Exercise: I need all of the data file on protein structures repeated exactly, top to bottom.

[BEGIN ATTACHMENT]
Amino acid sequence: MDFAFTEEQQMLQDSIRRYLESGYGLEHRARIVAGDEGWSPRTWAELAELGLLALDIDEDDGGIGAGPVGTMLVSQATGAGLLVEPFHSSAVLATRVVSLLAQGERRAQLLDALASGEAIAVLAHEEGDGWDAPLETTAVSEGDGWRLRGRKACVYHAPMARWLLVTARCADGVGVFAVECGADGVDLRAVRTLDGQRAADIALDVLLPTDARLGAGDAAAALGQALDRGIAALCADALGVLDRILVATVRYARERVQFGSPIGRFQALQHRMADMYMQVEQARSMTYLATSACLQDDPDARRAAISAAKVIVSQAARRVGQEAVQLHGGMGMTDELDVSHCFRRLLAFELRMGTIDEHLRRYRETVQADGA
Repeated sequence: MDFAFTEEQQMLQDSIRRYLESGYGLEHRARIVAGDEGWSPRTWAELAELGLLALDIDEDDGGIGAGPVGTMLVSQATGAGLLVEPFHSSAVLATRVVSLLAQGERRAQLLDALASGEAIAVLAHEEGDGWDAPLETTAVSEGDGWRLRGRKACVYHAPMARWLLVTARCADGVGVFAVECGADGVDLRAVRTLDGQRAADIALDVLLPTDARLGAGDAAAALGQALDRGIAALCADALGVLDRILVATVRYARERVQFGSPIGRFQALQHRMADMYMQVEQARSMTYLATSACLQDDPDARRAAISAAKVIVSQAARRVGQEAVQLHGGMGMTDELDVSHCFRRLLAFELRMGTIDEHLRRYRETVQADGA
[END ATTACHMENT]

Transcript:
Amino acid sequence: MDFAFTEEQQMLQDSIRRYLESGYGLEHRARIVAGDEGWSPRTWAELAELGLLALDIDEDDGGIGAGPVGTMLVSQATGAGLLVEPFHSSAVLATRVVSLLAQGERRAQLLDALASGEAIAVLAHEEGDGWDAPLETTAVSEGDGWRLRGRKACVYHAPMARWLLVTARCADGVGVFAVECGADGVDLRAVRTLDGQRAADIALDVLLPTDARLGAGDAAAALGQALDRGIAALCADALGVLDRILVATVRYARERVQFGSPIGRFQALQHRMADMYMQVEQARSMTYLATSACLQDDPDARRAAISAAKVIVSQAARRVGQEAVQLHGGMGMTDELDVSHCFRRLLAFELRMGTIDEHLRRYRETVQADGA
Repeated sequence: MDFAFTEEQQMLQDSIRRYLESGYGLEHRARIVAGDEGWSPRTWAELAELGLLALDIDEDDGGIGAGPVGTMLVSQATGAGLLVEPFHSSAVLATRVVSLLAQGERRAQLLDALASGEAIAVLAHEEGDGWDAPLETTAVSEGDGWRLRGRKACVYHAPMARWLLVTARCADGVGVFAVECGADGVDLRAVRTLDGQRAADIALDVLLPTDARLGAGDAAAALGQALDRGIAALCADALGVLDRILVATVRYARERVQFGSPIGRFQALQHRMADMYMQVEQARSMTYLATSACLQDDPDARRAAISAAKVIVSQAARRVGQEAVQLHGGMGMTDELDVSHCFRRLLAFELRMGTIDEHLRRYRETVQADGA